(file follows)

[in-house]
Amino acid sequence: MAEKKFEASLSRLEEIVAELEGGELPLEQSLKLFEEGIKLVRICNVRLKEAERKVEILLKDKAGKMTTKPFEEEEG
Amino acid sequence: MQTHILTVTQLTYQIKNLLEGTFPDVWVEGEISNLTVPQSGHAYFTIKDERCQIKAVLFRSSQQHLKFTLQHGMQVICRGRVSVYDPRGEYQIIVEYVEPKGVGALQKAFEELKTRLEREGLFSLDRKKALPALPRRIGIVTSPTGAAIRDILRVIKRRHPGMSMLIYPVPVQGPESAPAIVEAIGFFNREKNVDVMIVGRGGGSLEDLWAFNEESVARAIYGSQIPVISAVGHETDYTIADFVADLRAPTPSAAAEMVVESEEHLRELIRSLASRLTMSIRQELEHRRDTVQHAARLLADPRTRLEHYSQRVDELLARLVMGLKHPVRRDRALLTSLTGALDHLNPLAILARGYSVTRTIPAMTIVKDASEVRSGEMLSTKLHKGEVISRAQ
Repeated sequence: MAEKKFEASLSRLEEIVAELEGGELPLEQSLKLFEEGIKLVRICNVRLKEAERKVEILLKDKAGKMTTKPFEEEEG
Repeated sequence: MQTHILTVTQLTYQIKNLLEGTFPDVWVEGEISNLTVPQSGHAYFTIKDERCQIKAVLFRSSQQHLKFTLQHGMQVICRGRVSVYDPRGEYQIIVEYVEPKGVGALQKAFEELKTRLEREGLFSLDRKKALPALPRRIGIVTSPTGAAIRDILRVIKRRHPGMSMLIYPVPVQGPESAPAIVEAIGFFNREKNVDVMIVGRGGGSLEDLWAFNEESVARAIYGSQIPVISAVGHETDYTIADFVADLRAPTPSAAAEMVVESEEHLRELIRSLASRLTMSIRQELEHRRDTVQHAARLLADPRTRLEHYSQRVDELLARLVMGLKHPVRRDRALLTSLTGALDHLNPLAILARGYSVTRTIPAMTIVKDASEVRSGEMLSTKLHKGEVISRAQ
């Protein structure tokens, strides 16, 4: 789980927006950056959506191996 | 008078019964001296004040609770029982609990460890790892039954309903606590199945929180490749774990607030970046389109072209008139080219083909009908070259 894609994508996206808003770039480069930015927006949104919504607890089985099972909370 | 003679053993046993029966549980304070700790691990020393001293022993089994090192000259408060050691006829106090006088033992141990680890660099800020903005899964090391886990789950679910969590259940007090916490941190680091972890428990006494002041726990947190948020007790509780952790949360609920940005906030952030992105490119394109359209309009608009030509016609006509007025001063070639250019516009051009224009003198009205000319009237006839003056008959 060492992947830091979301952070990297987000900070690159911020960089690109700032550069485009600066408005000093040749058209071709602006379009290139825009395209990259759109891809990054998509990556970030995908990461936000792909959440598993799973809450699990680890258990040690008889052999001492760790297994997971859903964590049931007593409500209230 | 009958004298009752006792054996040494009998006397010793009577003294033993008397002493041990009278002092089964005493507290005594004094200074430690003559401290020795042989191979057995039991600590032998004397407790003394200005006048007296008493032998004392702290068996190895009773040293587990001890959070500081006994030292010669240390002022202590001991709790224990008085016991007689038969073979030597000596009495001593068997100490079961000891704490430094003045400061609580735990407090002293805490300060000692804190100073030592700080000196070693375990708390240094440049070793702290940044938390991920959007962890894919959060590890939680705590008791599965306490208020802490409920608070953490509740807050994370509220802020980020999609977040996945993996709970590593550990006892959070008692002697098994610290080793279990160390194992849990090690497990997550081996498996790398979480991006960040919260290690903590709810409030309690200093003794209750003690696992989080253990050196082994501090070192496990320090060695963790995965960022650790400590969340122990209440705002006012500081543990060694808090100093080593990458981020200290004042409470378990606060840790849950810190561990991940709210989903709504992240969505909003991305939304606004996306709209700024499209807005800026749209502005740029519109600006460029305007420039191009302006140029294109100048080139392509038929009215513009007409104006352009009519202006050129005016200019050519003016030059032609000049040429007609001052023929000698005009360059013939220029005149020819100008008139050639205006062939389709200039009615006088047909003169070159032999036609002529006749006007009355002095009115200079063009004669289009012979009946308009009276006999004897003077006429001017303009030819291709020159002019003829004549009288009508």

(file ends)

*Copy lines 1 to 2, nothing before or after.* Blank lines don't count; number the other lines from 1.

[in-house]
Amino acid sequence: MAEKKFEASLSRLEEIVAELEGGELPLEQSLKLFEEGIKLVRICNVRLKEAERKVEILLKDKAGKMTTKPFEEEEG